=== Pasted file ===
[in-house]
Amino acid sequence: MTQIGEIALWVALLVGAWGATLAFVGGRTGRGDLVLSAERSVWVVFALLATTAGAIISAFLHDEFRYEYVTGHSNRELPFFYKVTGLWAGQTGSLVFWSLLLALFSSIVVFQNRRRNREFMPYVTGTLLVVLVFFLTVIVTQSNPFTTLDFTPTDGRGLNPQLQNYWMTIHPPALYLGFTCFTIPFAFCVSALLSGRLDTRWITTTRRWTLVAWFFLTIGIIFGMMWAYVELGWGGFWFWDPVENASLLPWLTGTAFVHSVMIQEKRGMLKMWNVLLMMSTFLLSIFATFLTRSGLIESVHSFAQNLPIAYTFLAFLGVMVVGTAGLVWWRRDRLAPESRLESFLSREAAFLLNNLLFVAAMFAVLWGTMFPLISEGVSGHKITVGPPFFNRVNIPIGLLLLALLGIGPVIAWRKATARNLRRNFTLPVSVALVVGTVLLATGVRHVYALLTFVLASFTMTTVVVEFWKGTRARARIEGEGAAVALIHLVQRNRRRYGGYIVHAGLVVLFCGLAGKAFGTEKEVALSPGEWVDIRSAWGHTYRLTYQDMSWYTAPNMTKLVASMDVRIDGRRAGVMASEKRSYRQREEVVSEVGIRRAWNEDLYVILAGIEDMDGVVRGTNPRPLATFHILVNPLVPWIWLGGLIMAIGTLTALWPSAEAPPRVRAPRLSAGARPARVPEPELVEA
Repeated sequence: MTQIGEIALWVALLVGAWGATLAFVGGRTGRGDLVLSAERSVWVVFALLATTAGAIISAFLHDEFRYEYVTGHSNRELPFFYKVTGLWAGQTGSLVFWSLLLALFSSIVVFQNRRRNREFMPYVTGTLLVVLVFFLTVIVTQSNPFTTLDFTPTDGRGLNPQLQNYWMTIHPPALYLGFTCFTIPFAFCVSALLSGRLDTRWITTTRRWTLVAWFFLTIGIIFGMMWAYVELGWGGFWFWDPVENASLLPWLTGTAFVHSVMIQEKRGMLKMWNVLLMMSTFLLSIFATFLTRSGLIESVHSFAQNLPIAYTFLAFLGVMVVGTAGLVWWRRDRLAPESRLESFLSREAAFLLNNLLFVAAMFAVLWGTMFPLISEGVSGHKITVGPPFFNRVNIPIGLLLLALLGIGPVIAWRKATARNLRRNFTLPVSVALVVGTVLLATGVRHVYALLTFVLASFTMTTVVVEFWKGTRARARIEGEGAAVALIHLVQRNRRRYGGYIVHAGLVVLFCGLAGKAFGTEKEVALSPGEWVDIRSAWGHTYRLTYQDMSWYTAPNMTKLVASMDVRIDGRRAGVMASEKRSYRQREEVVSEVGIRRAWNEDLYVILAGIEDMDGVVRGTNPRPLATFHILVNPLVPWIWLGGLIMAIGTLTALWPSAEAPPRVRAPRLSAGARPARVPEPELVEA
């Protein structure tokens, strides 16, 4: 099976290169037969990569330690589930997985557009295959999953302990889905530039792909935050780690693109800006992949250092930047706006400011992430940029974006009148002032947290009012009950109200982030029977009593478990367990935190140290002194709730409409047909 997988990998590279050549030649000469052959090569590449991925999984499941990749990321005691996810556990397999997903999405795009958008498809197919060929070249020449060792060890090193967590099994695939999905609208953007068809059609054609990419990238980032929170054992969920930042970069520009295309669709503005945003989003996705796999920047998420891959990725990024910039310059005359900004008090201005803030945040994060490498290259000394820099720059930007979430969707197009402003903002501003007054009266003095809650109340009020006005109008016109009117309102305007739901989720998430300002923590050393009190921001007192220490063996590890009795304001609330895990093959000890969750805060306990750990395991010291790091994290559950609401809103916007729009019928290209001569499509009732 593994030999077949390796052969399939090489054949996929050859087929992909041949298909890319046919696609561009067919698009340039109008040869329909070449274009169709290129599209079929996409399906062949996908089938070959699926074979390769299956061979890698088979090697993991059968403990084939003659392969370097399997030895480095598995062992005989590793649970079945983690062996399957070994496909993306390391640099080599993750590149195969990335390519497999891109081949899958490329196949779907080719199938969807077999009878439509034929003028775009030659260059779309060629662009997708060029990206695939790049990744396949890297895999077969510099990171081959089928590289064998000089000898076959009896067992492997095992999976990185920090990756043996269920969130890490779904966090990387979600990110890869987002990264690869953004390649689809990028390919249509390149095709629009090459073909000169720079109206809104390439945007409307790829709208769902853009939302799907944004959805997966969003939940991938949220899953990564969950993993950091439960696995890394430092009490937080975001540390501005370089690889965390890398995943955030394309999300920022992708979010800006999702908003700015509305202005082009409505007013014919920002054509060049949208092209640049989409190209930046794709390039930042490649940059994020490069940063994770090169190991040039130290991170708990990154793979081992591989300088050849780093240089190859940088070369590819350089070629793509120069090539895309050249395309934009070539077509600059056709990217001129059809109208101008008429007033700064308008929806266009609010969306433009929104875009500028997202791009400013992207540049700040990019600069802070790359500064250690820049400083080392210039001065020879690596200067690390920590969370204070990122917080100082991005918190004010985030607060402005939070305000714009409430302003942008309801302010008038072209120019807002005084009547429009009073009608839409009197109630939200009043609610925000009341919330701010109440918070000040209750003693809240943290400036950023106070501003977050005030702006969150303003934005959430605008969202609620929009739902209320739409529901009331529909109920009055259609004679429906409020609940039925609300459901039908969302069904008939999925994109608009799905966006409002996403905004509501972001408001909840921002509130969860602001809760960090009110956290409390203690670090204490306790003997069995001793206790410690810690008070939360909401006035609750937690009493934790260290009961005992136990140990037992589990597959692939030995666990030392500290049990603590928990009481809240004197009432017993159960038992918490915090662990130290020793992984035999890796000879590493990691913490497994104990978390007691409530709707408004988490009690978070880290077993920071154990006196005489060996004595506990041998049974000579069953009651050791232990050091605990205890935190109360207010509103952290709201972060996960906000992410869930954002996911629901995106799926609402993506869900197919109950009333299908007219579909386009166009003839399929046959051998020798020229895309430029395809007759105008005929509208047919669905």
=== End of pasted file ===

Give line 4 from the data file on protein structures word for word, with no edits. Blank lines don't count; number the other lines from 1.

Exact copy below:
């Protein structure tokens, strides 16, 4: 099976290169037969990569330690589930997985557009295959999953302990889905530039792909935050780690693109800006992949250092930047706006400011992430940029974006009148002032947290009012009950109200982030029977009593478990367990935190140290002194709730409409047909 997988990998590279050549030649000469052959090569590449991925999984499941990749990321005691996810556990397999997903999405795009958008498809197919060929070249020449060792060890090193967590099994695939999905609208953007068809059609054609990419990238980032929170054992969920930042970069520009295309669709503005945003989003996705796999920047998420891959990725990024910039310059005359900004008090201005803030945040994060490498290259000394820099720059930007979430969707197009402003903002501003007054009266003095809650109340009020006005109008016109009117309102305007739901989720998430300002923590050393009190921001007192220490063996590890009795304001609330895990093959000890969750805060306990750990395991010291790091994290559950609401809103916007729009019928290209001569499509009732 593994030999077949390796052969399939090489054949996929050859087929992909041949298909890319046919696609561009067919698009340039109008040869329909070449274009169709290129599209079929996409399906062949996908089938070959699926074979390769299956061979890698088979090697993991059968403990084939003659392969370097399997030895480095598995062992005989590793649970079945983690062996399957070994496909993306390391640099080599993750590149195969990335390519497999891109081949899958490329196949779907080719199938969807077999009878439509034929003028775009030659260059779309060629662009997708060029990206695939790049990744396949890297895999077969510099990171081959089928590289064998000089000898076959009896067992492997095992999976990185920090990756043996269920969130890490779904966090990387979600990110890869987002990264690869953004390649689809990028390919249509390149095709629009090459073909000169720079109206809104390439945007409307790829709208769902853009939302799907944004959805997966969003939940991938949220899953990564969950993993950091439960696995890394430092009490937080975001540390501005370089690889965390890398995943955030394309999300920022992708979010800006999702908003700015509305202005082009409505007013014919920002054509060049949208092209640049989409190209930046794709390039930042490649940059994020490069940063994770090169190991040039130290991170708990990154793979081992591989300088050849780093240089190859940088070369590819350089070629793509120069090539895309050249395309934009070539077509600059056709990217001129059809109208101008008429007033700064308008929806266009609010969306433009929104875009500028997202791009400013992207540049700040990019600069802070790359500064250690820049400083080392210039001065020879690596200067690390920590969370204070990122917080100082991005918190004010985030607060402005939070305000714009409430302003942008309801302010008038072209120019807002005084009547429009009073009608839409009197109630939200009043609610925000009341919330701010109440918070000040209750003693809240943290400036950023106070501003977050005030702006969150303003934005959430605008969202609620929009739902209320739409529901009331529909109920009055259609004679429906409020609940039925609300459901039908969302069904008939999925994109608009799905966006409002996403905004509501972001408001909840921002509130969860602001809760960090009110956290409390203690670090204490306790003997069995001793206790410690810690008070939360909401006035609750937690009493934790260290009961005992136990140990037992589990597959692939030995666990030392500290049990603590928990009481809240004197009432017993159960038992918490915090662990130290020793992984035999890796000879590493990691913490497994104990978390007691409530709707408004988490009690978070880290077993920071154990006196005489060996004595506990041998049974000579069953009651050791232990050091605990205890935190109360207010509103952290709201972060996960906000992410869930954002996911629901995106799926609402993506869900197919109950009333299908007219579909386009166009003839399929046959051998020798020229895309430029395809007759105008005929509208047919669905």